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Mutant Mice Live Longer

Systemically blocking the mechanistic target of rapamycin (mTOR) protein with an immunosuppressant drug has been shown to increase longevity in mice. Taking a new approach, researchers show in Cell Reports today (August 29) that cutting down the levels of mTOR through a genetic alteration also extends mouse lifespan, and delays the appearance of biomarkers of aging. “It’s clear that in many different model organisms, either pharmacologically or genetically, perturbations of this pathway extend lifespan,” said David Sabatini, a member of the Whitehead Institute for Biomedical Research in Cambridge, Mass., who was not involved in the study.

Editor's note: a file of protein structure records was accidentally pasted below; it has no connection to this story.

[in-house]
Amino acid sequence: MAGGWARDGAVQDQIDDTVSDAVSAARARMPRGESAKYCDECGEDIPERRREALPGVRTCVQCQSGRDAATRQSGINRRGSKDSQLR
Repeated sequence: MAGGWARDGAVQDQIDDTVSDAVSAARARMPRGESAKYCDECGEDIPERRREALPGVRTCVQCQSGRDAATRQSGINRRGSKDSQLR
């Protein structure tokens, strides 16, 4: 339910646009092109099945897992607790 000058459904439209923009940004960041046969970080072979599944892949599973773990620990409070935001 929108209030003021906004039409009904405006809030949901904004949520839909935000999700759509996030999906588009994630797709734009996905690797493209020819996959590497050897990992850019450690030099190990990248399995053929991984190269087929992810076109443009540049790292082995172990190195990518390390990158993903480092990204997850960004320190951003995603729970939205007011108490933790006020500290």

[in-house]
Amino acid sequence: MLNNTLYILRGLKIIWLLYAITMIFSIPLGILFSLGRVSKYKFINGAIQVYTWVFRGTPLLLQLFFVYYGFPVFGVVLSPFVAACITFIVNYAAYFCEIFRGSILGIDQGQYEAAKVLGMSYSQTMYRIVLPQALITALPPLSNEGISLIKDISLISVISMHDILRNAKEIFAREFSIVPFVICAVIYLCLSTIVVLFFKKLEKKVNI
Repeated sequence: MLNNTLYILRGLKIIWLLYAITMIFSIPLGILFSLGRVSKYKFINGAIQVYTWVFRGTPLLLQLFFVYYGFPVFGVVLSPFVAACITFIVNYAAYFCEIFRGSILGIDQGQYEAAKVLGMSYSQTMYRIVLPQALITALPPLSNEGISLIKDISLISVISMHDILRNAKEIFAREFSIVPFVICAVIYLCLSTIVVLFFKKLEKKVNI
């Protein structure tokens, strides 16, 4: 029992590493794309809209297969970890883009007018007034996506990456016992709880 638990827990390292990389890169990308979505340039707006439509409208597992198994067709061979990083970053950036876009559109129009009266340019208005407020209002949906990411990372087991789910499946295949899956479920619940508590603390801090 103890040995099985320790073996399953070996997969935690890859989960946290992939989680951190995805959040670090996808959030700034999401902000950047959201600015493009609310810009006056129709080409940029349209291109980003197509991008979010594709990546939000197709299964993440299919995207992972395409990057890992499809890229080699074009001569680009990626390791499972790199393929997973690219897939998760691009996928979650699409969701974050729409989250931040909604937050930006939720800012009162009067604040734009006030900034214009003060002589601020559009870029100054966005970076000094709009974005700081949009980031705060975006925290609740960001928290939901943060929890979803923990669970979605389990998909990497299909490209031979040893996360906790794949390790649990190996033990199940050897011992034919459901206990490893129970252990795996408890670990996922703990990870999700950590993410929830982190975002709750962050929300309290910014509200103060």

Mutant Mice Live Longer
MTOR is a kinase involved in myriad cellular processes, from autophagy to protein synthesis. Genetic studies of TOR in other organisms, such as yeast and flies, have implicated a role for the enzyme in lifespan. In mammals, however, mTOR is required for survival, making a knockout mouse model unfeasible. So the National Heart, Lung and Blood Institute’s Toren Finkel and his colleagues decided to use a mouse in which transcription was only partially disrupted, reducing the levels of mTOR to about 25 percent of the normal amount.

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